That’s how the record came together, but when we handed it over, we had a difficult process because the label decided they didn’t want it, so we had to find a different way of releasing it. And that was a really big challenge. We’d made this thing which, for the time, was very honestly gay in a way that many artists weren’t really doing in terms of mainstream music. Now, there have been a lot of artists that have done similar things, even people like Goldfrapp – who’s done music that deals with gender and homosexuality – which is fantastic, but at the time, it was a bit like “woahh… ok”.

So it’s been quite a difficult couple of years, but the finishing line was, for me, performing at the first ever gay wedding in the UK, singing ‘Two Men In Love’, and performing out in Russia, being part of the movement and meeting with the LGBT resistance. It was really interesting to be involved with the LGBT movement worldwide, including with our videos, which is hard to do with no budget [laughs]. People say “It doesn’t look aesthetically very good”, and it’s like “Yeah, but we don’t have any money!”

Could you please give me a bit of background on The Irrepressibles, and how the band was formed?

JM: We’ve had about two or three incarnations of the band. The first one was back in 2002, and we were a band for about three years until two of them got married and decided to move away. It had been so intense, trying to make a budget work, but we had a great time, running nights such as at Candid and putting on interesting artists. I then went on to do a site-specific performance choir, but someone was trying to do something similar to the Irrepressibles and put an advert on Drowned In Sound, so I got a bit angry and decided to put a band together again. I put an advert out, and ended up with more orchestral instruments. As someone who isn’t trained as a composer, I didn’t really know what they were, so would just have a listen and then, once they were in my head, I could just sing parts and figure out what to do. That band started in 2005, and we eventually got signed in 2010.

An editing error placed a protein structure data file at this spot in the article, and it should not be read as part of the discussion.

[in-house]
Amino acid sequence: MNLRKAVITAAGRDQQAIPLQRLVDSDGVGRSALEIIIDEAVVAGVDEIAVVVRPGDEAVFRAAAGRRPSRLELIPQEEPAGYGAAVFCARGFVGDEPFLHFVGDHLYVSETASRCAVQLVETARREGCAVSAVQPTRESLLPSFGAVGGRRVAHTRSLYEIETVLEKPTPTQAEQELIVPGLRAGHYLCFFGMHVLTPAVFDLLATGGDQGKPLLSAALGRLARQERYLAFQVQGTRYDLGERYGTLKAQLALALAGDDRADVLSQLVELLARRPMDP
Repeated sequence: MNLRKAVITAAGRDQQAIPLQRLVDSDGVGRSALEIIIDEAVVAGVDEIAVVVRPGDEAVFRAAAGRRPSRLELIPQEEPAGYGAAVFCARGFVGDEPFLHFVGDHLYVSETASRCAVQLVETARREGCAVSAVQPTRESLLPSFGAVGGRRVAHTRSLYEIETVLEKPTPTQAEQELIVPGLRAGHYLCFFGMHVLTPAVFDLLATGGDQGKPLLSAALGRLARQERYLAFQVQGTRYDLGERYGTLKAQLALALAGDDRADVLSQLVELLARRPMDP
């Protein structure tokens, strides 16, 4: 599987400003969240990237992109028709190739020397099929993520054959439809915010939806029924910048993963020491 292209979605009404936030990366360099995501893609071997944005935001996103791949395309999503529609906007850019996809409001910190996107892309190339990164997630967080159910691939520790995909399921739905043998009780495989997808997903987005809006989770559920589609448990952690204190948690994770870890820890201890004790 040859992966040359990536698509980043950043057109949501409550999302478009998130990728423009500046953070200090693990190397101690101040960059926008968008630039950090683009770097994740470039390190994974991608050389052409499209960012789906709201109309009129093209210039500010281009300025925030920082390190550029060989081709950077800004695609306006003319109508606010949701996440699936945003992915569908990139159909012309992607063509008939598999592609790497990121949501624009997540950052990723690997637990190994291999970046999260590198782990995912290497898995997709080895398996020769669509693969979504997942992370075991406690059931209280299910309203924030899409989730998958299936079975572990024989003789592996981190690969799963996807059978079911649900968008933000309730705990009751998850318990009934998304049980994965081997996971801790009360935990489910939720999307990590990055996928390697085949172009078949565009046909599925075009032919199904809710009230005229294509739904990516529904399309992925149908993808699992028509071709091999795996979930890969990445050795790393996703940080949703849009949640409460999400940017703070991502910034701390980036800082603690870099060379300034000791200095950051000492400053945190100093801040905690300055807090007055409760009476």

You’ve recently released three EPs, also called Nude, that sort of reimagine and transform the songs from the Nude album, whilst also combining them with unreleased tracks. What made you decide to return to the Nude recordings?

JM: Well, Nude originally was a record that I’d made by myself as a solo artist, just with guitar and voice, and it was very similar to Nude: Viscera, the second EP. So, when I came to do Nudeas a studio album with The Irrepressibles, it was more focused on telling my story as a gay man growing up, so sonically I wanted to bring in elements of electronica as well as carry on the lineage of Mirror Mirror. So, it became a very different record and some tracks didn’t fit. It wasn’t that they were outtakes, they just didn’t fit. There was also a kind of time limit, we needed to get the album finished. But tracks like ‘Not Mine’ and ‘Forbidden’ were part of the same message, and I’ve always wanted to make statement albums and not just the same album over and over again. I want to make different sound worlds with specific messages. So, I felt these songs needed to be released in some way, but they didn’t combine into one second record, like a Nude Two.